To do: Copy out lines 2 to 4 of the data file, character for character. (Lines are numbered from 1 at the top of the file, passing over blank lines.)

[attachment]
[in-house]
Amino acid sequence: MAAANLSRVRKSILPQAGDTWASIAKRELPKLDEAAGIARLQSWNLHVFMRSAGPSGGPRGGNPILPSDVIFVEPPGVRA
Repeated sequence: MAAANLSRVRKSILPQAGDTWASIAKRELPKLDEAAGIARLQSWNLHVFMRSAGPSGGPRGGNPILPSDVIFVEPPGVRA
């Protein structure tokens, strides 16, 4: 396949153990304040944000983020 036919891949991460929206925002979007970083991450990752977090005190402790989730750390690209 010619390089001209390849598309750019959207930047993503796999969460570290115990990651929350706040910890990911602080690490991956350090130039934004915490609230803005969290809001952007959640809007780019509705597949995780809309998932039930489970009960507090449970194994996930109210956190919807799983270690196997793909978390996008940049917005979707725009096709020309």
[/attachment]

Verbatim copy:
Amino acid sequence: MAAANLSRVRKSILPQAGDTWASIAKRELPKLDEAAGIARLQSWNLHVFMRSAGPSGGPRGGNPILPSDVIFVEPPGVRA
Repeated sequence: MAAANLSRVRKSILPQAGDTWASIAKRELPKLDEAAGIARLQSWNLHVFMRSAGPSGGPRGGNPILPSDVIFVEPPGVRA
């Protein structure tokens, strides 16, 4: 396949153990304040944000983020 036919891949991460929206925002979007970083991450990752977090005190402790989730750390690209 010619390089001209390849598309750019959207930047993503796999969460570290115990990651929350706040910890990911602080690490991956350090130039934004915490609230803005969290809001952007959640809007780019509705597949995780809309998932039930489970009960507090449970194994996930109210956190919807799983270690196997793909978390996008940049917005979707725009096709020309």